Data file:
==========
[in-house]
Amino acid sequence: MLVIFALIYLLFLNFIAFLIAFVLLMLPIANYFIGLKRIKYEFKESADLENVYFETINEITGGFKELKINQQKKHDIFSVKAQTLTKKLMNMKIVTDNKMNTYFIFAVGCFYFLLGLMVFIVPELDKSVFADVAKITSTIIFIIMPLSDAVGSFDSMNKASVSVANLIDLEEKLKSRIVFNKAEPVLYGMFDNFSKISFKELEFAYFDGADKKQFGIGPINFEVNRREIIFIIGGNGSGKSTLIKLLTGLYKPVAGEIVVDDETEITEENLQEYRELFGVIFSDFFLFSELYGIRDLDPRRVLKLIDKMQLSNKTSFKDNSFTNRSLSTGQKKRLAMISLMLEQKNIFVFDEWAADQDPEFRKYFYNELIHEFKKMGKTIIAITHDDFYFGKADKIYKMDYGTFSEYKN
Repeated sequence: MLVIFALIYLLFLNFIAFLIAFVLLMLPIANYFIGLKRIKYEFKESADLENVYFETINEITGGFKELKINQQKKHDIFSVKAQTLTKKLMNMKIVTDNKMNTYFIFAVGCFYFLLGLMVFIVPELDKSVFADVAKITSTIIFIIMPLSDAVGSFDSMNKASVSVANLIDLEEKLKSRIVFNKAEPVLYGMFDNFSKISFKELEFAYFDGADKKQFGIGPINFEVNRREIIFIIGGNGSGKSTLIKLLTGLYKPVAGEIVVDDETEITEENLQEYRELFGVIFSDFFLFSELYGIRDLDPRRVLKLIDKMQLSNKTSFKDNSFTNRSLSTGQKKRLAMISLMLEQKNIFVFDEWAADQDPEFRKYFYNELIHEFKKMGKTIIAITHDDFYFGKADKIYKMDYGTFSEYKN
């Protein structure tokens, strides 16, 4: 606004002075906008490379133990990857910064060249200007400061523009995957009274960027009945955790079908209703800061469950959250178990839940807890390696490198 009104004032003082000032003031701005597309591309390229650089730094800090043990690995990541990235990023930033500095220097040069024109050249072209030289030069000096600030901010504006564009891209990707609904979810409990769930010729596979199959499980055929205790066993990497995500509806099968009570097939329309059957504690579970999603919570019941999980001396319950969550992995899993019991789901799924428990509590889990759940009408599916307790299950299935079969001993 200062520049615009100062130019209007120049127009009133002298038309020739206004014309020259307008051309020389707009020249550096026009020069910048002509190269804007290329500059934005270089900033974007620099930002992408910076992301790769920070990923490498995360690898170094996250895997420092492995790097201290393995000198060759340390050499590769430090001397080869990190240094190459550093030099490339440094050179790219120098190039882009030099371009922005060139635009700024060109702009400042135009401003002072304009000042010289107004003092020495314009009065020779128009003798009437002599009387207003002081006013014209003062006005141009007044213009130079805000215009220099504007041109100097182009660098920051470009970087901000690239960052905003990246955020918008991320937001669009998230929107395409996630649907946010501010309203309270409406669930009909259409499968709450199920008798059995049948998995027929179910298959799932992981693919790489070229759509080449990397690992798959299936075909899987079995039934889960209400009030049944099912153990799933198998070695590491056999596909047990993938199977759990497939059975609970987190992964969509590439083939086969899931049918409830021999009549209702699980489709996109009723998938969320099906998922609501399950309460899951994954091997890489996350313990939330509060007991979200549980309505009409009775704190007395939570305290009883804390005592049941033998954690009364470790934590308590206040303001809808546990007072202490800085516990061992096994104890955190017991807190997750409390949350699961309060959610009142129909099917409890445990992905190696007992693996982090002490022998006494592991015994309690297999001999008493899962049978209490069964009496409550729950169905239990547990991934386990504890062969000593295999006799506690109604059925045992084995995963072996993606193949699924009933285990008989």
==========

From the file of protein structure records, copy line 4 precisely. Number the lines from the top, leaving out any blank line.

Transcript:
């Protein structure tokens, strides 16, 4: 606004002075906008490379133990990857910064060249200007400061523009995957009274960027009945955790079908209703800061469950959250178990839940807890390696490198 009104004032003082000032003031701005597309591309390229650089730094800090043990690995990541990235990023930033500095220097040069024109050249072209030289030069000096600030901010504006564009891209990707609904979810409990769930010729596979199959499980055929205790066993990497995500509806099968009570097939329309059957504690579970999603919570019941999980001396319950969550992995899993019991789901799924428990509590889990759940009408599916307790299950299935079969001993 200062520049615009100062130019209007120049127009009133002298038309020739206004014309020259307008051309020389707009020249550096026009020069910048002509190269804007290329500059934005270089900033974007620099930002992408910076992301790769920070990923490498995360690898170094996250895997420092492995790097201290393995000198060759340390050499590769430090001397080869990190240094190459550093030099490339440094050179790219120098190039882009030099371009922005060139635009700024060109702009400042135009401003002072304009000042010289107004003092020495314009009065020779128009003798009437002599009387207003002081006013014209003062006005141009007044213009130079805000215009220099504007041109100097182009660098920051470009970087901000690239960052905003990246955020918008991320937001669009998230929107395409996630649907946010501010309203309270409406669930009909259409499968709450199920008798059995049948998995027929179910298959799932992981693919790489070229759509080449990397690992798959299936075909899987079995039934889960209400009030049944099912153990799933198998070695590491056999596909047990993938199977759990497939059975609970987190992964969509590439083939086969899931049918409830021999009549209702699980489709996109009723998938969320099906998922609501399950309460899951994954091997890489996350313990939330509060007991979200549980309505009409009775704190007395939570305290009883804390005592049941033998954690009364470790934590308590206040303001809808546990007072202490800085516990061992096994104890955190017991807190997750409390949350699961309060959610009142129909099917409890445990992905190696007992693996982090002490022998006494592991015994309690297999001999008493899962049978209490069964009496409550729950169905239990547990991934386990504890062969000593295999006799506690109604059925045992084995995963072996993606193949699924009933285990008989």